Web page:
This was my traditional, morbid take on not putting all the eggs (or both the eggs, as it were) in one basket — I wanted to increase the odds of at least one parent surviving a tree through the roof, so the boys wouldn’t have to wake up to an ugly discovery. (I haven’t forgotten that bitch Fran.)
We stayed inside Saturday and hoped for the best for our loved ones and others on the N.C. coast as Irene came ashore. We watched the updates on actual damage there, played almost as afterthoughts between updates on NYC’s preparations for damage that might not occur.
Then I caught this gem while perusing the online warnings and watches: “Special Weather Statement from 9:09 – 10:45 … Numerous showers with gusty winds continued over parts of central North Carolina due to Hurricane Irene… At 900 am…National Weather Service Doppler radar indicated scattered to numerous showers continuing over central North Carolina…mainly from Sanford and Pittsboro north to the Triangle…Roxboro and Henderson. These showers will produce a quick quarter to half inch of rain in 15 minutes or less…with winds gusts to 30 to 35 mph. Gusty winds with showers will produce isolated downed trees due to the wet ground. This can result in isolated downed power lines. Do not go near any downed power line. Also…use caution when travelling this morning due to gusty winds and occasional heavy rain. Drive more slowly to avoid hydroplaning.”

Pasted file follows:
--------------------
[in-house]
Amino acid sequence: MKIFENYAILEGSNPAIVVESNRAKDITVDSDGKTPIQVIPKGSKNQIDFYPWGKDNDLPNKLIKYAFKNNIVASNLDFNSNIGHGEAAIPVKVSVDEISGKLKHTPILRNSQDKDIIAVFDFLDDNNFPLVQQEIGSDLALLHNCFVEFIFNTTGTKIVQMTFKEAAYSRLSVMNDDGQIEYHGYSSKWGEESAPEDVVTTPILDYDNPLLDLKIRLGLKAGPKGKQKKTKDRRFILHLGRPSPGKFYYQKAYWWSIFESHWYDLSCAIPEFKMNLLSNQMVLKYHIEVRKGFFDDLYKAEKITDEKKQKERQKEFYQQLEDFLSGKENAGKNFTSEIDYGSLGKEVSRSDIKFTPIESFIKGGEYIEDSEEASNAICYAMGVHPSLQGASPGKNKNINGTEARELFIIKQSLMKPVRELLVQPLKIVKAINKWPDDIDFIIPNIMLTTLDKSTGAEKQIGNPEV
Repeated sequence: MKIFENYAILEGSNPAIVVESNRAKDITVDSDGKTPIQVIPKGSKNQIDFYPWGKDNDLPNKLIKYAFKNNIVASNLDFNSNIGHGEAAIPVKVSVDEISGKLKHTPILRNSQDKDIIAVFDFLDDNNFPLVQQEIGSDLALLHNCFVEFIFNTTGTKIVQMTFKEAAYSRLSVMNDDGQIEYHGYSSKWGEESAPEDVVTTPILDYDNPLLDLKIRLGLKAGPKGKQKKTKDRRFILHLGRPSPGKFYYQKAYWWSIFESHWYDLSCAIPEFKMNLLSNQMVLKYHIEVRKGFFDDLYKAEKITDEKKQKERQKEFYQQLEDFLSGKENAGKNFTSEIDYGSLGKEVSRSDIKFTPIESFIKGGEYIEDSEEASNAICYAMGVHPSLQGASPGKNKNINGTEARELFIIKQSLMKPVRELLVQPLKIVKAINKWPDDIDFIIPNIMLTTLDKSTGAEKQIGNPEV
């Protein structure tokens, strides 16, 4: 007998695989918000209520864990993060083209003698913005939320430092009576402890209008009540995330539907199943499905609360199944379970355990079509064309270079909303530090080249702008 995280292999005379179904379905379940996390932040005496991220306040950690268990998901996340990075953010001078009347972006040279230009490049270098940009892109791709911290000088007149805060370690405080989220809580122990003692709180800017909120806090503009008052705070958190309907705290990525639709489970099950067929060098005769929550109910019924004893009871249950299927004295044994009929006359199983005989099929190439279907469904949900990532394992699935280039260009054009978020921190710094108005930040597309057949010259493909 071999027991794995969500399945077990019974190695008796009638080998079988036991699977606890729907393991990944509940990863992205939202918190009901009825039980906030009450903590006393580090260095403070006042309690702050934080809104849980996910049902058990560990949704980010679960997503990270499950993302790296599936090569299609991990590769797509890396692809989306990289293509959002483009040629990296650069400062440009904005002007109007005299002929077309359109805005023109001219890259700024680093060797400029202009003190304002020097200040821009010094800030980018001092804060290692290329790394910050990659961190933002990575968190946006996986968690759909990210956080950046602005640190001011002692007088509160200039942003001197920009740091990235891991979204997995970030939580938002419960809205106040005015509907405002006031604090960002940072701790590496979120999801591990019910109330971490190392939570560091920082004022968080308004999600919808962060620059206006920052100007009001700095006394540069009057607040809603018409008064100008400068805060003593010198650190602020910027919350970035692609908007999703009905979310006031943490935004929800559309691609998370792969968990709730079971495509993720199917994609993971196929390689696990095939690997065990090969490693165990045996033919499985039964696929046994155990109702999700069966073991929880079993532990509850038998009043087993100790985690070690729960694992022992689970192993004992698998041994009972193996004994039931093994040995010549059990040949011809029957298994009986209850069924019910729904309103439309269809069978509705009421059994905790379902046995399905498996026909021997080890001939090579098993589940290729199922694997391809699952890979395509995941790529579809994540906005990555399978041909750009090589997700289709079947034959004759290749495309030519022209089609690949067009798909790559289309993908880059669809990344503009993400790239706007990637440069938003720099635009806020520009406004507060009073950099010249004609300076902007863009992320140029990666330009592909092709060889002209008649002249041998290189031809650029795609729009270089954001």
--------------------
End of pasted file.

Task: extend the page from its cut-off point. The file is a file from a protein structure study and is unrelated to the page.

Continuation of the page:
I honestly don’t know what to think of this. First, if “9:09” wasn’t a typo, then the NWS has become really good at specifics. I’m also not familiar with the phrase, “Special Weather Statement.” Normally I see this type of thing categorized as either a “Watch” or a “Warning.” I guess this one qualified as neither; it’s really nothing more than a description. A laughable description, in fact.
I’m sorry, but “numerous showers” and “gusty winds” aren’t really that big of a deal. Plus, it’s only common sense to drive more slowly during heavy rain, and as for staying away from downed power lines? Been onboard with that since I was five, thanks.
This special statement was plain ol’ sensationalism — our situation isn’t as dangerous, but let’s pretend it is. It’s as if the entire eastern seaboard — as well as regions quite safely inland — wanted to take the spotlight away from those who really were impacted. One big case of Irenish Envy.
Thanks, but I’m fine with letting them have the spotlight. They suffered through this; they need the attention. There’s no need to keep up with the Joneses; how about we have some empathy for the Joneses instead?
Even though my family suffered damage to our house…
…I’m pretty sure we’ll get over it. We’re probably going to sell it at the next community yard sale, anyway. As for the people who were actually hurt by Irene, who knows? Please keep them in your thoughts.
Meanwhile, here’s hoping California mocks the crap out of New York City this week….